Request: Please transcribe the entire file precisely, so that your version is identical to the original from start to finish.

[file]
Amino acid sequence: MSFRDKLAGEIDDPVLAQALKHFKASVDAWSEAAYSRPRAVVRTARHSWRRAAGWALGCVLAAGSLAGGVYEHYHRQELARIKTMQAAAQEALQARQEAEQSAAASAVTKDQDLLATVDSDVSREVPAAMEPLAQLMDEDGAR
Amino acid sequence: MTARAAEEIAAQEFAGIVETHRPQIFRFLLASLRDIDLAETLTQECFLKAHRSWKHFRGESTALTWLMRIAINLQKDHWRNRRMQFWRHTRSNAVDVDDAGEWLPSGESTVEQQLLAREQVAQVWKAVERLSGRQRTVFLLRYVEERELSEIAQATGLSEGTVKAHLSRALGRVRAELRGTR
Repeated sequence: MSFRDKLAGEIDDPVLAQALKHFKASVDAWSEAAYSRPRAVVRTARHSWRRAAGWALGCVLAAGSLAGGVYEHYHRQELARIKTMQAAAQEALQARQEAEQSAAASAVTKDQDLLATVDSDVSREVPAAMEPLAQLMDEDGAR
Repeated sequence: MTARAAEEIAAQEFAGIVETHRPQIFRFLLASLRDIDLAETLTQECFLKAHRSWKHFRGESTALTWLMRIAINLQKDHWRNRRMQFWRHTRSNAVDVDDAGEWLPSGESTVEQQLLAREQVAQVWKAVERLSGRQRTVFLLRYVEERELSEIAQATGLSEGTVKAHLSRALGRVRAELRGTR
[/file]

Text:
Amino acid sequence: MSFRDKLAGEIDDPVLAQALKHFKASVDAWSEAAYSRPRAVVRTARHSWRRAAGWALGCVLAAGSLAGGVYEHYHRQELARIKTMQAAAQEALQARQEAEQSAAASAVTKDQDLLATVDSDVSREVPAAMEPLAQLMDEDGAR
Amino acid sequence: MTARAAEEIAAQEFAGIVETHRPQIFRFLLASLRDIDLAETLTQECFLKAHRSWKHFRGESTALTWLMRIAINLQKDHWRNRRMQFWRHTRSNAVDVDDAGEWLPSGESTVEQQLLAREQVAQVWKAVERLSGRQRTVFLLRYVEERELSEIAQATGLSEGTVKAHLSRALGRVRAELRGTR
Repeated sequence: MSFRDKLAGEIDDPVLAQALKHFKASVDAWSEAAYSRPRAVVRTARHSWRRAAGWALGCVLAAGSLAGGVYEHYHRQELARIKTMQAAAQEALQARQEAEQSAAASAVTKDQDLLATVDSDVSREVPAAMEPLAQLMDEDGAR
Repeated sequence: MTARAAEEIAAQEFAGIVETHRPQIFRFLLASLRDIDLAETLTQECFLKAHRSWKHFRGESTALTWLMRIAINLQKDHWRNRRMQFWRHTRSNAVDVDDAGEWLPSGESTVEQQLLAREQVAQVWKAVERLSGRQRTVFLLRYVEERELSEIAQATGLSEGTVKAHLSRALGRVRAELRGTR